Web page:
Home » General » Master Google Advanced Image Search: Tips and Tricks

Master Google Advanced Image Search: Tips and Tricks

Up to 10.1 percent of the traffic Google acquires is for its image searches. I’d bet you’ve searched for images at least once through Google (or, if you’re like me, you’ve done it countless times). Yet, how many times have you used the Advanced Image Search feature?

After all, sometimes, you can’t find the specific image you need for a work or personal project, which can be frustrating. And while AI can produce images based on keywords and your imagination, the results are inconsistent and not always what you want.

Google Advanced Image Search will help you plumb the depths of Google to find that image you’ve been searching for. It’s an excellent (and free) tool to have in your kit, so join me as I explain how it works, how to use it, and when.


What Is Google Advanced Image Search?

Google Advanced Image Search is a handy-dandy free tool from Google for finding images with more specificity. It’s different than typing images.google.com and searching for a photo, as it has advanced parameters for tracking down the images you need. You might start by using the basic Google Images search for an image, then switching to Advanced Image Search if you need more photos or one image in particular.

How to Use Google Advanced Image Search

Google advanced image search (screenshot)
Google advanced image search

I’m sure you’re ready to get started using Google Advanced Image Search, so let’s review how it’s done. First, you need access. Here is the site for Advanced Image Search. Bookmark it, as it’s always handy to have!

Find images with …

The first option under Advanced Image Search, if you will, is Find images with … You can search according to these parameters:

  • All these words
  • This exact word or phrase
  • Any of these words
  • None of these words

Let’s explain a little bit, shall we? The ‘all these words’ search will produce images with keywords matching the exact words you typed.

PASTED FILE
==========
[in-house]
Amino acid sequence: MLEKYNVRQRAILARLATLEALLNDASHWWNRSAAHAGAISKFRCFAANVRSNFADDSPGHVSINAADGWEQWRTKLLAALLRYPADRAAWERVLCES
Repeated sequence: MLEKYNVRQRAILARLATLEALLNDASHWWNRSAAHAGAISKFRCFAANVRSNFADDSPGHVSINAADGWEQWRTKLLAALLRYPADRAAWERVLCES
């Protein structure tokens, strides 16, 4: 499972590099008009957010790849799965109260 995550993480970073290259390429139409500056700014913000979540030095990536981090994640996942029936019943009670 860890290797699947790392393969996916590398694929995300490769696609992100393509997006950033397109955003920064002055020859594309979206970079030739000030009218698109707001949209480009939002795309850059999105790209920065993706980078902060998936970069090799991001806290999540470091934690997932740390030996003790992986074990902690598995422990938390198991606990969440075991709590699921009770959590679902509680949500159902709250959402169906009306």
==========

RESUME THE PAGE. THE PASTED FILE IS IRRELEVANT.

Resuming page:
For example, if you search “cheese pizza,” you shouldn’t see any images of pepperoni pizza because you didn’t use “pepperoni” as a keyword.

Searching by ‘this exact word or phrase’ will only produce images with exact keyword matches. If you type “deep dish pizza” in the search field, images with those keywords will appear.

Next, ‘any of these words‘ requires you to put “or” between your search words, such as “cheese pizza OR deep dish.”

If you want to omit words from your search, use ‘none of these words‘, typing a minus before the word, such as “-pepperoni.”

Then narrow your results by …

The above search functions are pretty much how you use Google Advanced Image Search in a nutshell, but you can get ultra-specific!

You can narrow results by:

  • Image size: The default options are small, medium, and large, but you can also search by exact image or file sizes, like bigger than 800 x 600 or bigger than 10 MP.
  • Aspect ratio: Find images in the precise shape and dimensions you need by specifying results by aspect ratio. You can choose from panoramic, wide, square, or tall.
  • Colors in image: If you’re trying to put together a mood board and need specific colors, you can use Advanced Image Search to find matching hues. Your options are any color, transparent, black and white, and full color. You can also choose from 13 custom colors when you choose this color.
  • Type of image: Google can produce all sorts of image types in search results. This option lets you specify which type of image you want to see in the results, including animations, line drawings, clip art, faces, or photos.
  • Region: That’s right; you can even break down Google Advanced Image Search results by region and select a country from an expansive dropdown menu.
  • Site or domain: Search all the images on a domain by inputting its web address in the form field.
  • File type: No JPEGs here! Well, unless you want them, that is. You can search specifically for RAW, ICO, WEBP, SVG, BMP, PNG, GIF, and JPG files.
  • Usage rights: Don’t steal someone else’s hard work inadvertently. You can search for images by commercial or creative commons licenses.

Read also: Photo Credits for Dummies: A Brief Guide

Tips for Effective Google Image Searches

Make your Google Advanced Image Searches even more effective with the following strategies and pointers.

Use keywords to your advantage

Specific keywords are always best, and the more specific, the better. Although the examples I showed you in the section above only relied on shorttail keywords, don’t be afraid to incorporate longtail search terms if you want ultra-specific, tailored image results.

Filter your results

Why stop a good thing? Once you find the results you’re looking for, use filters like ‘upload date’ and ‘color’ to really narrow down what you get. This will ensure you find that one specific image you had set your eyes on.

Don’t discount synonyms

What if your search still doesn’t yield the results you were hoping for? Synonyms can help the Google image search engine find your images. For example, rather than ‘big’, use terms like giant, huge, or large, and instead of ‘hot’, try fiery or burning.

Synonyms can help you narrow down the specific keyword you need to get the image results you want as you broaden your vocabulary.